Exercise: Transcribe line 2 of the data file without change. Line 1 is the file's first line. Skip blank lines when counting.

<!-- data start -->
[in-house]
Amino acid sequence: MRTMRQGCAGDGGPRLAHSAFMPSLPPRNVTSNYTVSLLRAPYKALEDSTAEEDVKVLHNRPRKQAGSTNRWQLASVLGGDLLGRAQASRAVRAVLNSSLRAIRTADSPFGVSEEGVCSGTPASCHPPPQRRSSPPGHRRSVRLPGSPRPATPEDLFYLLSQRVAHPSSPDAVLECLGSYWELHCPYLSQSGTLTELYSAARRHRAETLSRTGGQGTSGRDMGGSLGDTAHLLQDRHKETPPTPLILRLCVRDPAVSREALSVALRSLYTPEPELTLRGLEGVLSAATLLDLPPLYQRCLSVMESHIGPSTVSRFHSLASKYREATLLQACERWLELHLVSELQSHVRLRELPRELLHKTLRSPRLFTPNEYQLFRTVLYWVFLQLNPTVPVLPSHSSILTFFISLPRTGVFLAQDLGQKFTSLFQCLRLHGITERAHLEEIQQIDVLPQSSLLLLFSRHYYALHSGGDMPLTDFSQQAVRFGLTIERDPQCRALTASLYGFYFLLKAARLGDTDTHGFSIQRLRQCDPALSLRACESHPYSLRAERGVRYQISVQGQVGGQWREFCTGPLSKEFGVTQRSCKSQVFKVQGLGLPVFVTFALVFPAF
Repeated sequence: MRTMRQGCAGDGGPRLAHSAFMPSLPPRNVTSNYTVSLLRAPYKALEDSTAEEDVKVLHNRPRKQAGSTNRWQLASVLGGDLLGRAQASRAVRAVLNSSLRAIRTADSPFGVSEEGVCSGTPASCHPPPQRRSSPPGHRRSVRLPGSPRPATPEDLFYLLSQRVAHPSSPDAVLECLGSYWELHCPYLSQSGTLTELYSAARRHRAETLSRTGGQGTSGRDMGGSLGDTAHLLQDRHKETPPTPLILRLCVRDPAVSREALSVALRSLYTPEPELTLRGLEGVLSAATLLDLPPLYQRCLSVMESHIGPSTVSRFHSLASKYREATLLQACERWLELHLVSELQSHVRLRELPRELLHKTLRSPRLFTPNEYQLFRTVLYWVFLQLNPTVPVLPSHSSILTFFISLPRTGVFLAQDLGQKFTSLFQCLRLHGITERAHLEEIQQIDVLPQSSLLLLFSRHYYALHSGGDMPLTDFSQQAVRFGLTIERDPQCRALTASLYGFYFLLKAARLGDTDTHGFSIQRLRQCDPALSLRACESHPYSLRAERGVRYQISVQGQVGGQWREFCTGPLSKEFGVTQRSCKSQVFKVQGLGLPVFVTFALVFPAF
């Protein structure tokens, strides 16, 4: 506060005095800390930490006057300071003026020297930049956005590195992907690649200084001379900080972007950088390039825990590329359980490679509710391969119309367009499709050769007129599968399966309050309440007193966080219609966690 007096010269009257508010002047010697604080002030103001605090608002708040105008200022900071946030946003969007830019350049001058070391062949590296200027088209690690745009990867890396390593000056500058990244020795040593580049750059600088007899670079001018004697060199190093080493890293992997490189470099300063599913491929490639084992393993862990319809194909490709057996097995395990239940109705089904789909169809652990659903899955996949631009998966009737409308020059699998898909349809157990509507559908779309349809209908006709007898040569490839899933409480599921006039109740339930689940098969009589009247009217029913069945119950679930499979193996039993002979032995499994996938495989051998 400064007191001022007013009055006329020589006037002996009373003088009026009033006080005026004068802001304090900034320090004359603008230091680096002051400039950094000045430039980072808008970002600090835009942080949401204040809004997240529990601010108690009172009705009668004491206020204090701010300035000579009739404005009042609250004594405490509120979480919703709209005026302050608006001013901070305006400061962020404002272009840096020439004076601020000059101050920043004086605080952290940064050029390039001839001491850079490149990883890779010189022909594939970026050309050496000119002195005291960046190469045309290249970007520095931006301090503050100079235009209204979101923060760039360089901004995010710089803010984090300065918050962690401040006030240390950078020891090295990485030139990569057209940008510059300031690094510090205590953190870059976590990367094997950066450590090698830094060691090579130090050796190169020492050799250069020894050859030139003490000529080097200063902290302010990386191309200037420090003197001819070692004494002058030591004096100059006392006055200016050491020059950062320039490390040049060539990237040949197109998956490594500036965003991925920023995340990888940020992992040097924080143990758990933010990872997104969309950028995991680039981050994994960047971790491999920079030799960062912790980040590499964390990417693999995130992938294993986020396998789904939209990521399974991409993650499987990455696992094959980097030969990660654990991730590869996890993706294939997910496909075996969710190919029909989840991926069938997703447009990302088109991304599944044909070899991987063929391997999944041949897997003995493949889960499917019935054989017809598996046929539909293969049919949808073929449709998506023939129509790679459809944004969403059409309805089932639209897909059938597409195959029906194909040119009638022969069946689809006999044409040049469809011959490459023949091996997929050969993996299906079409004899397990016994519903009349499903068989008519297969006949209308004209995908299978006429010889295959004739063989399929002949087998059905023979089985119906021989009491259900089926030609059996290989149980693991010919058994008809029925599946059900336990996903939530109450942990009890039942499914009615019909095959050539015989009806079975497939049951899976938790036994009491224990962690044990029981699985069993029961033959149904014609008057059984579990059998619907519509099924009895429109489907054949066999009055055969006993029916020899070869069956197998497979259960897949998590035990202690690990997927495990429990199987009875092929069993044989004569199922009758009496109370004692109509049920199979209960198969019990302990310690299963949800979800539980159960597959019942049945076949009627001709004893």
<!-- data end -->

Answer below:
Amino acid sequence: MRTMRQGCAGDGGPRLAHSAFMPSLPPRNVTSNYTVSLLRAPYKALEDSTAEEDVKVLHNRPRKQAGSTNRWQLASVLGGDLLGRAQASRAVRAVLNSSLRAIRTADSPFGVSEEGVCSGTPASCHPPPQRRSSPPGHRRSVRLPGSPRPATPEDLFYLLSQRVAHPSSPDAVLECLGSYWELHCPYLSQSGTLTELYSAARRHRAETLSRTGGQGTSGRDMGGSLGDTAHLLQDRHKETPPTPLILRLCVRDPAVSREALSVALRSLYTPEPELTLRGLEGVLSAATLLDLPPLYQRCLSVMESHIGPSTVSRFHSLASKYREATLLQACERWLELHLVSELQSHVRLRELPRELLHKTLRSPRLFTPNEYQLFRTVLYWVFLQLNPTVPVLPSHSSILTFFISLPRTGVFLAQDLGQKFTSLFQCLRLHGITERAHLEEIQQIDVLPQSSLLLLFSRHYYALHSGGDMPLTDFSQQAVRFGLTIERDPQCRALTASLYGFYFLLKAARLGDTDTHGFSIQRLRQCDPALSLRACESHPYSLRAERGVRYQISVQGQVGGQWREFCTGPLSKEFGVTQRSCKSQVFKVQGLGLPVFVTFALVFPAF